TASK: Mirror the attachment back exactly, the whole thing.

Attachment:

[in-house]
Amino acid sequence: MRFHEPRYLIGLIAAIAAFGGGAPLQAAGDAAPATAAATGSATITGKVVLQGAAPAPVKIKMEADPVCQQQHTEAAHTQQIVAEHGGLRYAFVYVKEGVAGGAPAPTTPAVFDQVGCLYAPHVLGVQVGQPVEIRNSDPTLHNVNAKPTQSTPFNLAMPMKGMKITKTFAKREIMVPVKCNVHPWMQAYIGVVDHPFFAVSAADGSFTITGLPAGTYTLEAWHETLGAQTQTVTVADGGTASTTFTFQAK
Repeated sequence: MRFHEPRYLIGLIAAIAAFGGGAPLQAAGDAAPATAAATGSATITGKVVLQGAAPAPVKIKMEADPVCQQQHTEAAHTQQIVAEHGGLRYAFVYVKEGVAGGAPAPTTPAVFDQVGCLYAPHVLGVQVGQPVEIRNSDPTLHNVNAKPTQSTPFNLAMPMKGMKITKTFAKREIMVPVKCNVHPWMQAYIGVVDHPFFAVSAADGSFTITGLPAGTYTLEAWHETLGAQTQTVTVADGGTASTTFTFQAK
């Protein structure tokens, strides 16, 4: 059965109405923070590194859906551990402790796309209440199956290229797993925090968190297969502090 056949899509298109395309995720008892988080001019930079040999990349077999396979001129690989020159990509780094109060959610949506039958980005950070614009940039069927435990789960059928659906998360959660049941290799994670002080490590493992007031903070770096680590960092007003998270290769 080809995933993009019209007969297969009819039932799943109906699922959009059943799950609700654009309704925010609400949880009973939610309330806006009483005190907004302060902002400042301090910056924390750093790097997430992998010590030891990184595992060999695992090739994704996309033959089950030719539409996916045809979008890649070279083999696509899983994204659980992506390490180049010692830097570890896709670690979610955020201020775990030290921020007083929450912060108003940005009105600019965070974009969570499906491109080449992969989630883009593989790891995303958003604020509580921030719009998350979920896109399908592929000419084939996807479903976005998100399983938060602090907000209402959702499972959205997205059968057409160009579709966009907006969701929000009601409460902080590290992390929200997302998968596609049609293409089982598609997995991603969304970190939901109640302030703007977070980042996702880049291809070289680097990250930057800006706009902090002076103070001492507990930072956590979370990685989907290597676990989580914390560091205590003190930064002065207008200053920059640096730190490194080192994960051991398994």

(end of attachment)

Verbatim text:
[in-house]
Amino acid sequence: MRFHEPRYLIGLIAAIAAFGGGAPLQAAGDAAPATAAATGSATITGKVVLQGAAPAPVKIKMEADPVCQQQHTEAAHTQQIVAEHGGLRYAFVYVKEGVAGGAPAPTTPAVFDQVGCLYAPHVLGVQVGQPVEIRNSDPTLHNVNAKPTQSTPFNLAMPMKGMKITKTFAKREIMVPVKCNVHPWMQAYIGVVDHPFFAVSAADGSFTITGLPAGTYTLEAWHETLGAQTQTVTVADGGTASTTFTFQAK
Repeated sequence: MRFHEPRYLIGLIAAIAAFGGGAPLQAAGDAAPATAAATGSATITGKVVLQGAAPAPVKIKMEADPVCQQQHTEAAHTQQIVAEHGGLRYAFVYVKEGVAGGAPAPTTPAVFDQVGCLYAPHVLGVQVGQPVEIRNSDPTLHNVNAKPTQSTPFNLAMPMKGMKITKTFAKREIMVPVKCNVHPWMQAYIGVVDHPFFAVSAADGSFTITGLPAGTYTLEAWHETLGAQTQTVTVADGGTASTTFTFQAK
């Protein structure tokens, strides 16, 4: 059965109405923070590194859906551990402790796309209440199956290229797993925090968190297969502090 056949899509298109395309995720008892988080001019930079040999990349077999396979001129690989020159990509780094109060959610949506039958980005950070614009940039069927435990789960059928659906998360959660049941290799994670002080490590493992007031903070770096680590960092007003998270290769 080809995933993009019209007969297969009819039932799943109906699922959009059943799950609700654009309704925010609400949880009973939610309330806006009483005190907004302060902002400042301090910056924390750093790097997430992998010590030891990184595992060999695992090739994704996309033959089950030719539409996916045809979008890649070279083999696509899983994204659980992506390490180049010692830097570890896709670690979610955020201020775990030290921020007083929450912060108003940005009105600019965070974009969570499906491109080449992969989630883009593989790891995303958003604020509580921030719009998350979920896109399908592929000419084939996807479903976005998100399983938060602090907000209402959702499972959205997205059968057409160009579709966009907006969701929000009601409460902080590290992390929200997302998968596609049609293409089982598609997995991603969304970190939901109640302030703007977070980042996702880049291809070289680097990250930057800006706009902090002076103070001492507990930072956590979370990685989907290597676990989580914390560091205590003190930064002065207008200053920059640096730190490194080192994960051991398994």